Guilty Crown – 12

After a two week absence, Guilty Crown returns with a substantial character-driven, story-heavy twelfth episode that you would figure be better placed to end the Autumn season than start the Winter one (I bet they missed the memo that noitaminA anime are 11 episodes per season and had this one planned to end the first half, or at least it seemed that way).  I came away from the episode, again, with ambivalence realizing the series performed well in some areas but continues to struggle in others.  That’s been my issue with Guilty Crown in that there’s always some good and some bad.  But one area of the anime has consistently exceeded my initial expectations, is generally overlooked, and has been a delight throughout the series.  And that’s a topic I want to highlight from this episode.

The art and animation in Guilty Crown has always been a positive and motivating factor for me.  From the first PVs to this recent episode, I’ve always been dazzled by the artwork and animation despite it being somewhat mainstream or standard.  But Production I.G deserves some praise here for the effort and expertise they’ve put into drawing this anime since there have been zero complaints about the visual appear and aesthetics of the series.  Kudos to you Production I.G, you’ve been brilliant all season and in all areas of art and animation which I pay close attention to.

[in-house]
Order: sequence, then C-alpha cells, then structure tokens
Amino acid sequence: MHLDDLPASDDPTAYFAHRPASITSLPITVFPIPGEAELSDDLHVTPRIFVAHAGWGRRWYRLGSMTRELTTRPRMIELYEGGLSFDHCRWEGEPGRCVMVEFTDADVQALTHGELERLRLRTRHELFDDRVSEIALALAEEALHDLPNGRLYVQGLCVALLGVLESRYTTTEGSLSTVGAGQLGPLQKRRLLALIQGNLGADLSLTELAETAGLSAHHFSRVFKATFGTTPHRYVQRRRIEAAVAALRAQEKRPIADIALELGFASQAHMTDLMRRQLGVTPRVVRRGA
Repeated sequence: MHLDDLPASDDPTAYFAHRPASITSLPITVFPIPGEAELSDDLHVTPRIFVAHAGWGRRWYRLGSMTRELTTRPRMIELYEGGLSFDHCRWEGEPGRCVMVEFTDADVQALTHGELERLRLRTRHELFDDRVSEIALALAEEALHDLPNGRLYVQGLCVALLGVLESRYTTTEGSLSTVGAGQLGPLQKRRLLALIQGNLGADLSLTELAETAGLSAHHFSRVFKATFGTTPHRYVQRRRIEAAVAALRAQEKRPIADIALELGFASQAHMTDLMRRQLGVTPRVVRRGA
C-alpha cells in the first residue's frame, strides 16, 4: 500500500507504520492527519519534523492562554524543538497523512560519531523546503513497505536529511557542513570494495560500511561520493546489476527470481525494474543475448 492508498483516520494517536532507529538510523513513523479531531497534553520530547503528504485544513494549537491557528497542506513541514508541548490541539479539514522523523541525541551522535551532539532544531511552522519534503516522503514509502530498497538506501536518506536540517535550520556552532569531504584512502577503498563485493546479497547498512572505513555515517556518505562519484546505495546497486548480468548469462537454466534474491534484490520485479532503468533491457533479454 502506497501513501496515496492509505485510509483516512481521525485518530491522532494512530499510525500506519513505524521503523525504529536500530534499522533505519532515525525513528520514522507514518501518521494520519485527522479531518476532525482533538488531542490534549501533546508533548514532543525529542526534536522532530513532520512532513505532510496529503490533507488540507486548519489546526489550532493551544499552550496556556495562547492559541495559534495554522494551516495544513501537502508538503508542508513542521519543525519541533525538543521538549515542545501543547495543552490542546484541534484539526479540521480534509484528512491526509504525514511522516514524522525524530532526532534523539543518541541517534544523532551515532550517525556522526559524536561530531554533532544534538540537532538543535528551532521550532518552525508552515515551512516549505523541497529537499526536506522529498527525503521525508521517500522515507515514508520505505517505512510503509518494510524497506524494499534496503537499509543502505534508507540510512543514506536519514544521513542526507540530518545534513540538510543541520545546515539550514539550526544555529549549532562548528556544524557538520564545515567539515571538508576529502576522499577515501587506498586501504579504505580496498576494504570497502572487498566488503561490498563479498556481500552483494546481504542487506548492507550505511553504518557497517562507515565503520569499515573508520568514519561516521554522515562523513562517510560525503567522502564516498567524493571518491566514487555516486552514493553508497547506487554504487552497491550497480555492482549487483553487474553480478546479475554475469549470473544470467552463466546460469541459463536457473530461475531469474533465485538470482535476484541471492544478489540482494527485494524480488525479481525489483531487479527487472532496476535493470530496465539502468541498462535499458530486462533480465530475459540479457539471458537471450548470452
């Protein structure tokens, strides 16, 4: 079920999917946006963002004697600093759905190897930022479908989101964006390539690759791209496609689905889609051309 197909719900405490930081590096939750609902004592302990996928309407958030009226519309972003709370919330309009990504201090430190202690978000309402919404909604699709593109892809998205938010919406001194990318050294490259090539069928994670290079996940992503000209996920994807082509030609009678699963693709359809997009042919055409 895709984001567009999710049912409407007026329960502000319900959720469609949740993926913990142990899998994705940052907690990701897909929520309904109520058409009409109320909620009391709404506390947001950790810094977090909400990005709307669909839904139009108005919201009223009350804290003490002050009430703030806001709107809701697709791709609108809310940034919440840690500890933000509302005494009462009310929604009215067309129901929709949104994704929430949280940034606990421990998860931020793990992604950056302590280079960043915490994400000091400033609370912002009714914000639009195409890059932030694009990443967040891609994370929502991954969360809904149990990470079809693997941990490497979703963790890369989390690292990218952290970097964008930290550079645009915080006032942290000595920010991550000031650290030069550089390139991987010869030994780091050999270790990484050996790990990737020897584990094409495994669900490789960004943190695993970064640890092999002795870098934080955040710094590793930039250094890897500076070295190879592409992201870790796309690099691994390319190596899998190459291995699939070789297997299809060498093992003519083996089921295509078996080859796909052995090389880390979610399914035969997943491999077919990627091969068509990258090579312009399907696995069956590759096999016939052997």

The appealing art style and enticing character designs are both dominant factors in whether I like the art or not.  Yes, the character designs are rather ordinary and commonplace but the characters do look more realistic or human than moe or cartoony than a majority of anime being produced today.  Of course that only matters if the designs match the seriousness and story of the anime and I feel, although I disagree with how serious the anime takes itself, the designs are a perfect match to these elements.  The art style always shows a high degree of detail in a majority of its shots despite these details playing no effect to the characters or story at all.  It helps create a more comprehensive world seeing these irrelevant details.  Additionally, there have been no serious drops in art quality either, even during sakuga sequences (more info on sakuga here) or heavily animated action scenes.  Also, the use of vibrant, unnatural, or melancholy colors helps establish scenes according to desired atmosphere and the use of soft lighting compliments this well.  There is adept use of color and lighting to flesh out the environment time and time again, especially in this episode where they created a supernatural world with bizarre perimeters and structures.  I’m going to conclude this section by saying it was outstanding.